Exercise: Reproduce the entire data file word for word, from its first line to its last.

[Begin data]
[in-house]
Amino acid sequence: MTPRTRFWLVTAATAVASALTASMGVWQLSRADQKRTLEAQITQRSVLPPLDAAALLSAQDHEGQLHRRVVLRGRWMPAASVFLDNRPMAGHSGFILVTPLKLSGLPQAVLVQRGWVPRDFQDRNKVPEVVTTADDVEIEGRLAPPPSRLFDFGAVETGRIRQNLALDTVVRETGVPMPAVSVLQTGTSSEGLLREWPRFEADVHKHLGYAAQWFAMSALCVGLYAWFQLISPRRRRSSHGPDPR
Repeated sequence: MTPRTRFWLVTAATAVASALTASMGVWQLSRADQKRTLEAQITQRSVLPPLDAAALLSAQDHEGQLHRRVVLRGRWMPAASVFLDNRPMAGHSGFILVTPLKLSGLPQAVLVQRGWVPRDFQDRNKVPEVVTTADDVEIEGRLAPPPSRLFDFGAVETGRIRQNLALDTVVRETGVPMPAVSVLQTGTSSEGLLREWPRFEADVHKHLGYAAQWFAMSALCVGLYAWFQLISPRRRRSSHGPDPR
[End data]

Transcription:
[in-house]
Amino acid sequence: MTPRTRFWLVTAATAVASALTASMGVWQLSRADQKRTLEAQITQRSVLPPLDAAALLSAQDHEGQLHRRVVLRGRWMPAASVFLDNRPMAGHSGFILVTPLKLSGLPQAVLVQRGWVPRDFQDRNKVPEVVTTADDVEIEGRLAPPPSRLFDFGAVETGRIRQNLALDTVVRETGVPMPAVSVLQTGTSSEGLLREWPRFEADVHKHLGYAAQWFAMSALCVGLYAWFQLISPRRRRSSHGPDPR
Repeated sequence: MTPRTRFWLVTAATAVASALTASMGVWQLSRADQKRTLEAQITQRSVLPPLDAAALLSAQDHEGQLHRRVVLRGRWMPAASVFLDNRPMAGHSGFILVTPLKLSGLPQAVLVQRGWVPRDFQDRNKVPEVVTTADDVEIEGRLAPPPSRLFDFGAVETGRIRQNLALDTVVRETGVPMPAVSVLQTGTSSEGLLREWPRFEADVHKHLGYAAQWFAMSALCVGLYAWFQLISPRRRRSSHGPDPR